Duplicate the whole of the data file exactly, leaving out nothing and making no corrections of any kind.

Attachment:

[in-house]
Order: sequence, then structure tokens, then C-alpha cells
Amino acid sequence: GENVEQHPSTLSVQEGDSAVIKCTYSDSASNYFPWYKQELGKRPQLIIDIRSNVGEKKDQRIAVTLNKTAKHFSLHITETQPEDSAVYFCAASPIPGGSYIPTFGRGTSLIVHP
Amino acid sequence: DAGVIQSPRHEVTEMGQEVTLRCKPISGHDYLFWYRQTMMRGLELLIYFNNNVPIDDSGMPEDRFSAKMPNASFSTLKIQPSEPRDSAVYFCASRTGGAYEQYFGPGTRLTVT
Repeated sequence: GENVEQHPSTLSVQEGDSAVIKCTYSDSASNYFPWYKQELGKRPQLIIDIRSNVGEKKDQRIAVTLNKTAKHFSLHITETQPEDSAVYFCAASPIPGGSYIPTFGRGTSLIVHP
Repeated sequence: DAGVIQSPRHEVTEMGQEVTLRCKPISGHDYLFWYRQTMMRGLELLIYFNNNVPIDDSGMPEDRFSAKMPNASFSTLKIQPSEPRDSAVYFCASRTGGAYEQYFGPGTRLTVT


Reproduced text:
[in-house]
Order: sequence, then structure tokens, then C-alpha cells
Amino acid sequence: GENVEQHPSTLSVQEGDSAVIKCTYSDSASNYFPWYKQELGKRPQLIIDIRSNVGEKKDQRIAVTLNKTAKHFSLHITETQPEDSAVYFCAASPIPGGSYIPTFGRGTSLIVHP
Amino acid sequence: DAGVIQSPRHEVTEMGQEVTLRCKPISGHDYLFWYRQTMMRGLELLIYFNNNVPIDDSGMPEDRFSAKMPNASFSTLKIQPSEPRDSAVYFCASRTGGAYEQYFGPGTRLTVT
Repeated sequence: GENVEQHPSTLSVQEGDSAVIKCTYSDSASNYFPWYKQELGKRPQLIIDIRSNVGEKKDQRIAVTLNKTAKHFSLHITETQPEDSAVYFCAASPIPGGSYIPTFGRGTSLIVHP
Repeated sequence: DAGVIQSPRHEVTEMGQEVTLRCKPISGHDYLFWYRQTMMRGLELLIYFNNNVPIDDSGMPEDRFSAKMPNASFSTLKIQPSEPRDSAVYFCASRTGGAYEQYFGPGTRLTVT